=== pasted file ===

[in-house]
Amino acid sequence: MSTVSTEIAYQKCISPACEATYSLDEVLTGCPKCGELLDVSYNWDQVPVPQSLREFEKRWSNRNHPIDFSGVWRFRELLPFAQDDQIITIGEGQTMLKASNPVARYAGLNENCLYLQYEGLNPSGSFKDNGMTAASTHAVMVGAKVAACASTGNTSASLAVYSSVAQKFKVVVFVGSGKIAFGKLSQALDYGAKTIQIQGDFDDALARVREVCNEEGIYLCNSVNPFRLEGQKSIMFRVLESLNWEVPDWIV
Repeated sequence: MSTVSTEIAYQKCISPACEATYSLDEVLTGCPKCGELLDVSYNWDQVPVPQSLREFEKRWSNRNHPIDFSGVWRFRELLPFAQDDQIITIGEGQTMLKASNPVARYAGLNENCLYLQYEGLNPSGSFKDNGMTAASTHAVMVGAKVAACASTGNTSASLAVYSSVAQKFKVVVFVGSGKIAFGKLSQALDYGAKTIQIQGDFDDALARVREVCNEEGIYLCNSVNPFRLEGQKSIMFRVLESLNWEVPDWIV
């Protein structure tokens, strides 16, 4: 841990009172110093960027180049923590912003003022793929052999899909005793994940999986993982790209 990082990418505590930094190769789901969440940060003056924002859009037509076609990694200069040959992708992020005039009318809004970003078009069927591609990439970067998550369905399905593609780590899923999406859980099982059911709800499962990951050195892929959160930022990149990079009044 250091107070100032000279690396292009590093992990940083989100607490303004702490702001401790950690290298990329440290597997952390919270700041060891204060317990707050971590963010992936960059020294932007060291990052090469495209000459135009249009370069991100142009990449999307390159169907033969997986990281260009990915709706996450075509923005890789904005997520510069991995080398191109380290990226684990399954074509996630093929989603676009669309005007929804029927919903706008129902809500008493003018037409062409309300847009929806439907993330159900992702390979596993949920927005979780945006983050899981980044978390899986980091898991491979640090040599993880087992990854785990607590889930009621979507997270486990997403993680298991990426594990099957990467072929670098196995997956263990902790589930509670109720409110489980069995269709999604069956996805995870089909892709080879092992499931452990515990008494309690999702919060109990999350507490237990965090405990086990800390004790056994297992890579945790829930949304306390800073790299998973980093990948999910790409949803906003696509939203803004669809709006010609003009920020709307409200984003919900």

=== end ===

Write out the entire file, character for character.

[in-house]
Amino acid sequence: MSTVSTEIAYQKCISPACEATYSLDEVLTGCPKCGELLDVSYNWDQVPVPQSLREFEKRWSNRNHPIDFSGVWRFRELLPFAQDDQIITIGEGQTMLKASNPVARYAGLNENCLYLQYEGLNPSGSFKDNGMTAASTHAVMVGAKVAACASTGNTSASLAVYSSVAQKFKVVVFVGSGKIAFGKLSQALDYGAKTIQIQGDFDDALARVREVCNEEGIYLCNSVNPFRLEGQKSIMFRVLESLNWEVPDWIV
Repeated sequence: MSTVSTEIAYQKCISPACEATYSLDEVLTGCPKCGELLDVSYNWDQVPVPQSLREFEKRWSNRNHPIDFSGVWRFRELLPFAQDDQIITIGEGQTMLKASNPVARYAGLNENCLYLQYEGLNPSGSFKDNGMTAASTHAVMVGAKVAACASTGNTSASLAVYSSVAQKFKVVVFVGSGKIAFGKLSQALDYGAKTIQIQGDFDDALARVREVCNEEGIYLCNSVNPFRLEGQKSIMFRVLESLNWEVPDWIV
């Protein structure tokens, strides 16, 4: 841990009172110093960027180049923590912003003022793929052999899909005793994940999986993982790209 990082990418505590930094190769789901969440940060003056924002859009037509076609990694200069040959992708992020005039009318809004970003078009069927591609990439970067998550369905399905593609780590899923999406859980099982059911709800499962990951050195892929959160930022990149990079009044 250091107070100032000279690396292009590093992990940083989100607490303004702490702001401790950690290298990329440290597997952390919270700041060891204060317990707050971590963010992936960059020294932007060291990052090469495209000459135009249009370069991100142009990449999307390159169907033969997986990281260009990915709706996450075509923005890789904005997520510069991995080398191109380290990226684990399954074509996630093929989603676009669309005007929804029927919903706008129902809500008493003018037409062409309300847009929806439907993330159900992702390979596993949920927005979780945006983050899981980044978390899986980091898991491979640090040599993880087992990854785990607590889930009621979507997270486990997403993680298991990426594990099957990467072929670098196995997956263990902790589930509670109720409110489980069995269709999604069956996805995870089909892709080879092992499931452990515990008494309690999702919060109990999350507490237990965090405990086990800390004790056994297992890579945790829930949304306390800073790299998973980093990948999910790409949803906003696509939203803004669809709006010609003009920020709307409200984003919900």